Last week the European Medicines Agency (EMEA) gave their recommendation for two vaccines to combat the H1N1 or swine flu that is facing the world. This recommendation leads the way for mass vaccine programs to begin as soon as they are approved which could happen as early as next week. Government and healthcare professionals have been worried about dealing with a second outbreak that could begin as we approach winter so the entire process has been expedited to be better prepared.
The EMEA gave the nod to the two new drugs which are manufactured by GlaxoSmithKline and Novartis. The vaccines are called Pandermix and Focetria.
A third vaccine by Baxter did not pass the committees approval process but it is still being considered.
The World Health Organization (WHO) announced last week that there will only be enough vaccines produced by drug makers to cover about half the planet – roughly 3 million doses a year. It will be determined who is most at risk and who would be top priority to receive the vaccines.
It is also being decided whether one dose or two shots will do the trick. The WHO feels that one vaccine will be effective in treating the pandemic but the EMEA thinks that some people should receive one vaccine and then get another dose after three weeks.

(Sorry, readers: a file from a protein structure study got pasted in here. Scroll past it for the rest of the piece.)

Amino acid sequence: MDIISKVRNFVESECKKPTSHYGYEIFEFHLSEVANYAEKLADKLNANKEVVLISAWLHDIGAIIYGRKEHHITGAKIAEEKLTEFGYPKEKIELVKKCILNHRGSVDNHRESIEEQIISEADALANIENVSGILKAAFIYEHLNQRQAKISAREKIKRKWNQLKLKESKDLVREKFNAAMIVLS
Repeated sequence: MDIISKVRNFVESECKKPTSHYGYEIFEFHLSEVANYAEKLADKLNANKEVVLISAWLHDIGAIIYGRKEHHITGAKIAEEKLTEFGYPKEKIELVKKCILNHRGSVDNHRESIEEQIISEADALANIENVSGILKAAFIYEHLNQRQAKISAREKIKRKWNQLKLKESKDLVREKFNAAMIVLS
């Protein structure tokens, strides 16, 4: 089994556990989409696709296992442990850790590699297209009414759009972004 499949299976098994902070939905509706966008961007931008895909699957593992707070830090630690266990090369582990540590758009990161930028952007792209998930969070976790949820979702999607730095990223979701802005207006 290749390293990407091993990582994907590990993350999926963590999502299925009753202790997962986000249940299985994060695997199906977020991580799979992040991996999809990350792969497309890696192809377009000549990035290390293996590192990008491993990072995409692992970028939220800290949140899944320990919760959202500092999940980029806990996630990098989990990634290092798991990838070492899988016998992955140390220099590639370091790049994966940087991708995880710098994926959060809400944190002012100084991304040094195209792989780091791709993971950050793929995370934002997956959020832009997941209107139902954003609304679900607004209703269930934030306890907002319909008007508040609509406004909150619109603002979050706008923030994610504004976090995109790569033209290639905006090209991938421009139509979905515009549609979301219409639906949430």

The vaccines are considered safe to use and both the new versions contain adjuvants which are substances that build up the immune system so they require less of the active ingredient, the antigen, in each dose.
The Glaxo vaccine has only 3.75 micrograms of the antigen in each dose while the Novartis shot has almost twice that amount – 7.5 micrograms. Non-adjuvanted vaccines normally carry 15 micrograms.
While richer nations have enough money to ensure that they can obtain enough vaccines for their people, poorer countries have to rely on the generosity of others. In the beginning of September, the Food and Drug Administration (FDA) approved vaccines to fight the H1N1 swine flu from four drug companies: AstraZeneca’s MedImmune division, Sanofi-Aventis, CSL and Novartis.
According to the WHO, an initial distribution of the more than 300 million doses, which were donated by other countries to over 90 countries in need, will begin sometime in November.
Symptoms of the swine flu include headache, sore throat, runny nose, loss of appetite, aching muscles, diarrhea or vomiting and unusual feelings of fatigue. One of the first signs of the flu is a fever so officials suggest you keep a thermometer on hand and know how to determine your temperature.
You should contact your physician if you are someone who would be considered at risk, such as someone who is pregnant, has a compromised immune systems and children under the age of one who are already ill. Contact your physician if your symptoms get worse suddenly or they do not appear to be going away after a week, five days for small children.